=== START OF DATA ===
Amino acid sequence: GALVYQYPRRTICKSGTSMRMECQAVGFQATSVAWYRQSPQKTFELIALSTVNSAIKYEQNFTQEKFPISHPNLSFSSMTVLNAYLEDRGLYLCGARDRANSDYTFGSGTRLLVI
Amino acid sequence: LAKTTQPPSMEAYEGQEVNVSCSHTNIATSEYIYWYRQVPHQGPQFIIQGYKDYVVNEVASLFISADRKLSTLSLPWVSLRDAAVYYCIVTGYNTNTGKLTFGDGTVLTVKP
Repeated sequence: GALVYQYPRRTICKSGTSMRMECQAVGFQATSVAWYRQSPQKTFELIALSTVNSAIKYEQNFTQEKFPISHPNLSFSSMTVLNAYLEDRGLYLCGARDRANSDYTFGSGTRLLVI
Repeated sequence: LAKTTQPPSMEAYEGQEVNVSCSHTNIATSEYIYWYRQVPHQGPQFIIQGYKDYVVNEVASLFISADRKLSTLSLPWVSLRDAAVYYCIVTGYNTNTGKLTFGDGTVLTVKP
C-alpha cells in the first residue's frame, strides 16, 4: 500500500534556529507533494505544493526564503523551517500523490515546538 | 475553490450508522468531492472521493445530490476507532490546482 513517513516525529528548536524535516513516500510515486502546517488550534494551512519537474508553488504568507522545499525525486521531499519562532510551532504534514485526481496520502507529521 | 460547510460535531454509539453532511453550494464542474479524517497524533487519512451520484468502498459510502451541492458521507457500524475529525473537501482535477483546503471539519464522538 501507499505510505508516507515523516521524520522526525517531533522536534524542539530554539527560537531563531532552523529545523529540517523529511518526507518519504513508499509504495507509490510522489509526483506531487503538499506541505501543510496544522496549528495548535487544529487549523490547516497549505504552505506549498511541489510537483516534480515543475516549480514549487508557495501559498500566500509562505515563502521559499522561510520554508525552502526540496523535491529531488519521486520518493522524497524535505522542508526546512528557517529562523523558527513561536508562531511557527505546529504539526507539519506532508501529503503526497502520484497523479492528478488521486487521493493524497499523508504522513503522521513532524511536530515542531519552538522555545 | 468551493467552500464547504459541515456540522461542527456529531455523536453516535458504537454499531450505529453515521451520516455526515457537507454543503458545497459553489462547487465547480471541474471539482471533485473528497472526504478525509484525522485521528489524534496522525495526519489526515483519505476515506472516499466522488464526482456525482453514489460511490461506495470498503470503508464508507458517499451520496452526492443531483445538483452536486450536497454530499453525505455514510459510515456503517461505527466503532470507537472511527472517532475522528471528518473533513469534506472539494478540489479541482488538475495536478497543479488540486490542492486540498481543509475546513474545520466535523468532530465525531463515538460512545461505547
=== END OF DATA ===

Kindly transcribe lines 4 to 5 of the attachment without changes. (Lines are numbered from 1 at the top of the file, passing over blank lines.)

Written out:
Repeated sequence: LAKTTQPPSMEAYEGQEVNVSCSHTNIATSEYIYWYRQVPHQGPQFIIQGYKDYVVNEVASLFISADRKLSTLSLPWVSLRDAAVYYCIVTGYNTNTGKLTFGDGTVLTVKP
C-alpha cells in the first residue's frame, strides 16, 4: 500500500534556529507533494505544493526564503523551517500523490515546538 | 475553490450508522468531492472521493445530490476507532490546482 513517513516525529528548536524535516513516500510515486502546517488550534494551512519537474508553488504568507522545499525525486521531499519562532510551532504534514485526481496520502507529521 | 460547510460535531454509539453532511453550494464542474479524517497524533487519512451520484468502498459510502451541492458521507457500524475529525473537501482535477483546503471539519464522538 501507499505510505508516507515523516521524520522526525517531533522536534524542539530554539527560537531563531532552523529545523529540517523529511518526507518519504513508499509504495507509490510522489509526483506531487503538499506541505501543510496544522496549528495548535487544529487549523490547516497549505504552505506549498511541489510537483516534480515543475516549480514549487508557495501559498500566500509562505515563502521559499522561510520554508525552502526540496523535491529531488519521486520518493522524497524535505522542508526546512528557517529562523523558527513561536508562531511557527505546529504539526507539519506532508501529503503526497502520484497523479492528478488521486487521493493524497499523508504522513503522521513532524511536530515542531519552538522555545 | 468551493467552500464547504459541515456540522461542527456529531455523536453516535458504537454499531450505529453515521451520516455526515457537507454543503458545497459553489462547487465547480471541474471539482471533485473528497472526504478525509484525522485521528489524534496522525495526519489526515483519505476515506472516499466522488464526482456525482453514489460511490461506495470498503470503508464508507458517499451520496452526492443531483445538483452536486450536497454530499453525505455514510459510515456503517461505527466503532470507537472511527472517532475522528471528518473533513469534506472539494478540489479541482488538475495536478497543479488540486490542492486540498481543509475546513474545520466535523468532530465525531463515538460512545461505547